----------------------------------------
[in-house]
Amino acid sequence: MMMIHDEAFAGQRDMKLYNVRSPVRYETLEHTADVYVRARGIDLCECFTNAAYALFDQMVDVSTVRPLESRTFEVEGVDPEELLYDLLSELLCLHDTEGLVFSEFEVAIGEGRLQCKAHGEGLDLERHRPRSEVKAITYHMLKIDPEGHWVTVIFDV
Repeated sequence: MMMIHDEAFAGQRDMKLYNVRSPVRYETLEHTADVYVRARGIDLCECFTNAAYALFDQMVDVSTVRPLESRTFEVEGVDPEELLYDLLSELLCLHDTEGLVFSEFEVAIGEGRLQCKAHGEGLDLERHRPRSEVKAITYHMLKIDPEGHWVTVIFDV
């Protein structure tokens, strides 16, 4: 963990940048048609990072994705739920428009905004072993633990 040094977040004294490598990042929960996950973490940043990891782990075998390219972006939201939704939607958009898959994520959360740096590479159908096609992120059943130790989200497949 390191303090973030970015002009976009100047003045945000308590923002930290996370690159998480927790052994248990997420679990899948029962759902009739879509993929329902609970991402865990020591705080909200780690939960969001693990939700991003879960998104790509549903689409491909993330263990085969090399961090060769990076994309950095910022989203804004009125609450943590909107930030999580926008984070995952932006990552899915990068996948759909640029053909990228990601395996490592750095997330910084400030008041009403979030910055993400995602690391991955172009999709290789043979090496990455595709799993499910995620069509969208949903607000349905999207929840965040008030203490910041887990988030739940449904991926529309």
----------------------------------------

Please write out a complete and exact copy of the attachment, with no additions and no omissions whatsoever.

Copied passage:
[in-house]
Amino acid sequence: MMMIHDEAFAGQRDMKLYNVRSPVRYETLEHTADVYVRARGIDLCECFTNAAYALFDQMVDVSTVRPLESRTFEVEGVDPEELLYDLLSELLCLHDTEGLVFSEFEVAIGEGRLQCKAHGEGLDLERHRPRSEVKAITYHMLKIDPEGHWVTVIFDV
Repeated sequence: MMMIHDEAFAGQRDMKLYNVRSPVRYETLEHTADVYVRARGIDLCECFTNAAYALFDQMVDVSTVRPLESRTFEVEGVDPEELLYDLLSELLCLHDTEGLVFSEFEVAIGEGRLQCKAHGEGLDLERHRPRSEVKAITYHMLKIDPEGHWVTVIFDV
């Protein structure tokens, strides 16, 4: 963990940048048609990072994705739920428009905004072993633990 040094977040004294490598990042929960996950973490940043990891782990075998390219972006939201939704939607958009898959994520959360740096590479159908096609992120059943130790989200497949 390191303090973030970015002009976009100047003045945000308590923002930290996370690159998480927790052994248990997420679990899948029962759902009739879509993929329902609970991402865990020591705080909200780690939960969001693990939700991003879960998104790509549903689409491909993330263990085969090399961090060769990076994309950095910022989203804004009125609450943590909107930030999580926008984070995952932006990552899915990068996948759909640029053909990228990601395996490592750095997330910084400030008041009403979030910055993400995602690391991955172009999709290789043979090496990455595709799993499910995620069509969208949903607000349905999207929840965040008030203490910041887990988030739940449904991926529309």